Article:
“You nicknamed me Pistol, and I just called you… “Joben”… It means nothing… I don’t… I’m drunk… I’m gonna call a cab.”
Most likely thanks to Judd Apatow, Paul Rudd has become one of the surprise stars of the last ten years or so. Yes, before that he was Phoebe’s husband in Friends, and long before that he was the unlikely love interest in Clueless, but arguably it was the success of The 40 Year-Old Virgin and Knocked Up that really propelled Rudd forwards, culminating in two of my favourite recent comedies: Role Models and I Love You, Man. In the latter, Rudd pairs up with Jason Segel, and the combination of two of the most likeable actors working today results in, as expected, a very likeable movie – a comedy that tones down the gross-out and focuses on the natural charm of the characters instead.
I Love You, Man begins with an engagement and ends with a wedding, but the bride is fairly inconsequential – this is straight-up bromance. After a short courtship, Peter Klaven (Rudd) proposes to his girlfriend Zooey (Rashida Jones), only to realise that the upcoming wedding threatens to reveal his lack of male friends. Peter’s the quintessential girlfriend-man – unthreatening, polite, thoughtful and considerate, more interested in the domestic pleasures of cuddling on the sofa while watching HBO than necking pints and participating in belching competitions with the guys. Suddenly concerned that he has no one to be his best man, he starts trying to find a platonic male friend – a much more difficult task than first imagined. Cue a series of ill-fated and ridiculous man-dates (including one misconstrued actual date with Doug, who pops up sporadically to steal the scene), until one day, by chance, he meets the man who could be The One: Sydney Fife (Segel), a big, affable man-child with a man-cave to rival any other.
It’s a simple premise, and the story meanders along pleasantly, punctuated by some truly funny moments – many thanks to Rudd’s awkward charm. Yet underneath there’s something about the narrative that really rings true – it might all be a bit ridiculous (Lou “The Hulk” Ferrigno plays an important role, for instance), but at its core it’s a story about the importance of friendship, and how new friendships can affect existing relationships. Peter and Sydney’s blossoming friendship has repercussions – it’s not all epic jam sessions and impromptu moped-duets. Sydney himself is quite an enigma, despite his apparent straightforwardness – his motivation for really embracing Peter as a friend stems from more than the fact that they appear to be a perfect odd couple, for example, and it’s something that many twenty- and early-thirty-somethings could relate to.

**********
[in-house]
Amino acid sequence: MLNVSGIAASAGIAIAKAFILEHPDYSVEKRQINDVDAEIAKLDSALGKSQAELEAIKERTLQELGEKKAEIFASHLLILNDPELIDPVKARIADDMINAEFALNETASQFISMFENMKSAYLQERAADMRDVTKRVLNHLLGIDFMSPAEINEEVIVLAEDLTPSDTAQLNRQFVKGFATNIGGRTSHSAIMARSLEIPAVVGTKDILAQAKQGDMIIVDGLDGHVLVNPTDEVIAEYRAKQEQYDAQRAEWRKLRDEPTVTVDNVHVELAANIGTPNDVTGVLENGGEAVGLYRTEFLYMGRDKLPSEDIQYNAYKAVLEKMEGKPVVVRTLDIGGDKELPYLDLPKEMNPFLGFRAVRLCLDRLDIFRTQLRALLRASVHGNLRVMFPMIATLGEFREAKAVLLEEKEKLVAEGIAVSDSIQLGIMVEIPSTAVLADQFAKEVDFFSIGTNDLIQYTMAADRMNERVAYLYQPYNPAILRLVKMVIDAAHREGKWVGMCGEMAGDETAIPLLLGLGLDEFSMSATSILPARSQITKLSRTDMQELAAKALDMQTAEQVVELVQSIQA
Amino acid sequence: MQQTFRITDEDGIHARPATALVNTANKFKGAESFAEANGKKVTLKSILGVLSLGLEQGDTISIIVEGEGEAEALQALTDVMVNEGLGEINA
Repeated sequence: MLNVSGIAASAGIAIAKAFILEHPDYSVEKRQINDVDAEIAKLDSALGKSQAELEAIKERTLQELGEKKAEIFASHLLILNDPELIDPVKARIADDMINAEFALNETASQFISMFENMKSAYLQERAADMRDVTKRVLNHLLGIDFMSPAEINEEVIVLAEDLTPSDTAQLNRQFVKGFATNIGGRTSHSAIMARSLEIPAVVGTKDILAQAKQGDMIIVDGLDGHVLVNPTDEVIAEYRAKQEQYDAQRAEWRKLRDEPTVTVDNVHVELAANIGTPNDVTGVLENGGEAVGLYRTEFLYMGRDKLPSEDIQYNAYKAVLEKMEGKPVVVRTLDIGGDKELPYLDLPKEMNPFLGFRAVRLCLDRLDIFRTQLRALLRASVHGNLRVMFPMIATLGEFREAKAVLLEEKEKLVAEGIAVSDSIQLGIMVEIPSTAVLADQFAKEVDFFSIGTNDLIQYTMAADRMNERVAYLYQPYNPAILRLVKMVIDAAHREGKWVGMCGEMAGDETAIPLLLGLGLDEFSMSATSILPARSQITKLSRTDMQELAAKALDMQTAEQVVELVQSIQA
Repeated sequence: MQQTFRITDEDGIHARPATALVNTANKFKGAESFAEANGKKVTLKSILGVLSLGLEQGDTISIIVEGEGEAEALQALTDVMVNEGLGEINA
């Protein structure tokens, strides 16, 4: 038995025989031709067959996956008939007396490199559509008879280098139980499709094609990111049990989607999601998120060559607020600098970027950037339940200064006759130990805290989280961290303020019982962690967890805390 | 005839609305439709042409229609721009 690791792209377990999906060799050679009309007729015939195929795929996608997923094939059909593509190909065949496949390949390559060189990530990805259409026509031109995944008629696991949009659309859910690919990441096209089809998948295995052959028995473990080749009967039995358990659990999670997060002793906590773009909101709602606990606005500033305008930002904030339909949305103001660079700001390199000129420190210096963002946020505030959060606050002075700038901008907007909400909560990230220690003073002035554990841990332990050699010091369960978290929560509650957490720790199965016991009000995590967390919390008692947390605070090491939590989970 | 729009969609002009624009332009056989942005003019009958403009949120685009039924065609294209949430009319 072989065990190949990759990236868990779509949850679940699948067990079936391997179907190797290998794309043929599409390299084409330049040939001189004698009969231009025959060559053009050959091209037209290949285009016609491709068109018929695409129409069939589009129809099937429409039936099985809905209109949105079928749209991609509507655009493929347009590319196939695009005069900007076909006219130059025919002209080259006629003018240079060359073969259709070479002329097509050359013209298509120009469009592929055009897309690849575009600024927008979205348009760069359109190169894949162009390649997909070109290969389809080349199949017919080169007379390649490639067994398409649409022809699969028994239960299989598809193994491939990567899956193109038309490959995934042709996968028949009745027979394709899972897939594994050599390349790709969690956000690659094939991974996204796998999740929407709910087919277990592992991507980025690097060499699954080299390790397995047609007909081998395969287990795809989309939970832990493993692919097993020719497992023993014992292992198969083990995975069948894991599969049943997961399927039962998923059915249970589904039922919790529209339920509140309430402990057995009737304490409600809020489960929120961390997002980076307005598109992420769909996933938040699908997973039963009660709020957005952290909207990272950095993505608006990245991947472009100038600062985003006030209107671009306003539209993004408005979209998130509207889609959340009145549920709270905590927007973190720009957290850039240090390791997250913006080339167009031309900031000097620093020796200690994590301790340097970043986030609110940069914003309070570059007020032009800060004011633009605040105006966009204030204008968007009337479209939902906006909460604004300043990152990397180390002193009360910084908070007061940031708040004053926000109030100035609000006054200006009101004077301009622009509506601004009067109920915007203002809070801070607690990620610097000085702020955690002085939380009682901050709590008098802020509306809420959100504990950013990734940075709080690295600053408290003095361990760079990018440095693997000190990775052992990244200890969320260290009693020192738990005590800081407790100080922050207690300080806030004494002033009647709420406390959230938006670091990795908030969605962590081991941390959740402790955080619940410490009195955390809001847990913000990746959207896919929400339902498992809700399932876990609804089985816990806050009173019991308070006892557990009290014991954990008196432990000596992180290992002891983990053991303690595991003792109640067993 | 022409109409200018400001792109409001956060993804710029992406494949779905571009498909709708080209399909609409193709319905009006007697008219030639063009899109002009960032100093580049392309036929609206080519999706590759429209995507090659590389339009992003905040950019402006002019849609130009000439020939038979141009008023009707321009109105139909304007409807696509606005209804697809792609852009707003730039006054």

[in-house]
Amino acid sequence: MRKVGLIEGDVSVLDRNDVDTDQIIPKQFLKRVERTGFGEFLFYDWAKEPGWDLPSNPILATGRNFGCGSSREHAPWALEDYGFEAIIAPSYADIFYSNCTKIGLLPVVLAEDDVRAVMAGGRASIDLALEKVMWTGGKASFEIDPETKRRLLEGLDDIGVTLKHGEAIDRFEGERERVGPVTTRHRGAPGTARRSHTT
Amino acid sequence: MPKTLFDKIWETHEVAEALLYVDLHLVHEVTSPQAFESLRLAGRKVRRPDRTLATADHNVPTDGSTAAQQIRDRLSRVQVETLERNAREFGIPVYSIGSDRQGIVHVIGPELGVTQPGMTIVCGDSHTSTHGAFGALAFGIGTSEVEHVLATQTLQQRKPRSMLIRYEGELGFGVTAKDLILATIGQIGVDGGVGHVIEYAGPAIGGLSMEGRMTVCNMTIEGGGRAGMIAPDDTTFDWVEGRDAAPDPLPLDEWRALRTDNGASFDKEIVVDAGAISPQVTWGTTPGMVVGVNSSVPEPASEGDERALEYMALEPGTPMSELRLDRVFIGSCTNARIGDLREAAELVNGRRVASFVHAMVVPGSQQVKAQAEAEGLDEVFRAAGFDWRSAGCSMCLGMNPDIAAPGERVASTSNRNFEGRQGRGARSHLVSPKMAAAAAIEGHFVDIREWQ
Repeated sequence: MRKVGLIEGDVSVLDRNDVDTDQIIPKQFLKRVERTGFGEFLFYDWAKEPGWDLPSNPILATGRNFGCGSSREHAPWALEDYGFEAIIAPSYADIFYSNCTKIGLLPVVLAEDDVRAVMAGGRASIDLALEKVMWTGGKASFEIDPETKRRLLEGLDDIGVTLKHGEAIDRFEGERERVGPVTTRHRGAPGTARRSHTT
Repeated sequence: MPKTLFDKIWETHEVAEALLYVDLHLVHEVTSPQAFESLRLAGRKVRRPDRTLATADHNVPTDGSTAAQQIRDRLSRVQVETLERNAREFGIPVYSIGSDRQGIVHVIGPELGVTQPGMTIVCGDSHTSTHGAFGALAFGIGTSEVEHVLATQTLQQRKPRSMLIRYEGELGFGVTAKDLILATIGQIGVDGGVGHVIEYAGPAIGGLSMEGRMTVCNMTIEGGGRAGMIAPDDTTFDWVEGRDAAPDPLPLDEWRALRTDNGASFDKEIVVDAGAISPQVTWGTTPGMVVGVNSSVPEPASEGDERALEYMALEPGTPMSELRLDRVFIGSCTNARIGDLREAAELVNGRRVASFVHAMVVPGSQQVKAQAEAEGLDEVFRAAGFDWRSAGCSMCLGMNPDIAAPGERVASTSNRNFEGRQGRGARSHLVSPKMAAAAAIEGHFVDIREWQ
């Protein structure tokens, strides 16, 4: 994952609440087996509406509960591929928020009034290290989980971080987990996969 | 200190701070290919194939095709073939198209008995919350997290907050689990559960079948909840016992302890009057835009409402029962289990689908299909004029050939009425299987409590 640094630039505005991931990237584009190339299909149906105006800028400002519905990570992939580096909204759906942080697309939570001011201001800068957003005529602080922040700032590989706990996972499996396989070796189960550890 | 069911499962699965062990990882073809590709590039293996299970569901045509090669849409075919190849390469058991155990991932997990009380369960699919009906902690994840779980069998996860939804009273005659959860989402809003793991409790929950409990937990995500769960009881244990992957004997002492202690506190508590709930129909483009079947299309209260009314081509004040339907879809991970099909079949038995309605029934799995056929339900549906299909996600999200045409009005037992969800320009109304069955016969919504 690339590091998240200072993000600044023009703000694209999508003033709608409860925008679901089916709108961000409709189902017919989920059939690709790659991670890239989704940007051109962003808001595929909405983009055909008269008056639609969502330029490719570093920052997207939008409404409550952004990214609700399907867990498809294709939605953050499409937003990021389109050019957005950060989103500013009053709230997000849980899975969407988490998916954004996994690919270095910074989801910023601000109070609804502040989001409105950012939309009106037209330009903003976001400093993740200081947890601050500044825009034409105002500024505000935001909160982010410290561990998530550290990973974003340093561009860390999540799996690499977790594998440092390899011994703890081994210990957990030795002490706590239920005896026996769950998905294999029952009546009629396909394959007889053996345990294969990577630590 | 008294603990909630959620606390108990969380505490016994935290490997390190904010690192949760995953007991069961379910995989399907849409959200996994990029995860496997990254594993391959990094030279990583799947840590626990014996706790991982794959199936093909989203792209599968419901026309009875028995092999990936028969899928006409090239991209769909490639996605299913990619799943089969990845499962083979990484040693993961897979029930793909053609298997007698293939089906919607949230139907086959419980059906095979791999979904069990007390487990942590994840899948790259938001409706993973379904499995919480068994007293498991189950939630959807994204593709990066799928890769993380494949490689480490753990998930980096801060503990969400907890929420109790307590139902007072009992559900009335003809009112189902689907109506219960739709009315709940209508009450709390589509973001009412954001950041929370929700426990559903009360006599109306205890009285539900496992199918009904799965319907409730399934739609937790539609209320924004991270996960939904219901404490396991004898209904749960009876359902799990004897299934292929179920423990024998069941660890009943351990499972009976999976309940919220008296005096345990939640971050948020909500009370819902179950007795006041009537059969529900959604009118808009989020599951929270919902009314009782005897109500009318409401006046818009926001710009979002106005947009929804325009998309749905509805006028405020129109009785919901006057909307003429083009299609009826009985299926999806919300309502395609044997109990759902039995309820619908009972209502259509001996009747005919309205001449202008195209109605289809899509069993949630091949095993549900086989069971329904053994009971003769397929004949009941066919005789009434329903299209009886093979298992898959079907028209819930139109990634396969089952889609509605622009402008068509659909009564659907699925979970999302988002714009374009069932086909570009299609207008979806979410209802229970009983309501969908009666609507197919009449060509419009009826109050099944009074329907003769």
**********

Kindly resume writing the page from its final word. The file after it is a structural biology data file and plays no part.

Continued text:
Rudd and Segel are supported by a plethora of familiar faces, actors who you recognise but can’t quite work out from where, as well as some more recognisable names. As well as Jaime Pressley, Andy Samberg and the always wonderful JK Simmons, Jon Favreau pops up, offering a contrast to Peter’s attributes: whereas Peter is the man that mothers love, Favreau’s Barry is the typical asshole husband – rude, crude, uncooperative. He’s pretty much the only unlikeable character of the bunch although, unexpectedly, if anyone was to take second place it may well be Zooey. Perhaps emphasising the importance of a guyfriend (bros before hos, after all), as Peter finally starts socialising and embracing his inner man, Zooey appears to develop some reservations about the whole situation. Indeed, the fledgling bromance quickly reveals how little the future bride and groom actually know about each other. Yet, this being a nice kind of movie, balance is restored in the end – I suppose, given the subject matter, it’s intentional that the relationship we’re really asked to root for is not Peter and Zooey’s, but Peter and Sydney’s. There are warning flags – what does Sydney actually do for a living? Should you really loan friends money? Shouldn’t he really pick up after his dog?! – but despite all of these, it’s really hard to not root for these two men. They’re so clearly meant for each other, from their mutual love of Rush to their need for some proper male bonding. Girlfriends be damned!
Regardless of the bankability of Rudd and Segel who were, at the time, considered more as solid supporting actors, I Love You, Man performed only modestly at the box office – although it rode on the coattails of Apatow’s success and was squarely aimed at the same audience, perhaps it’s just too pleasant and understated (even with the projectile vomiting scene) to make much of an impact. It might not be the most dynamic movie, or the most memorable – or even the most laugh-out-loud funny – but the likeability of the two leads and the subtle truths contained within the screenplay makes it not only particularly likeable, but surprisingly insightful as well.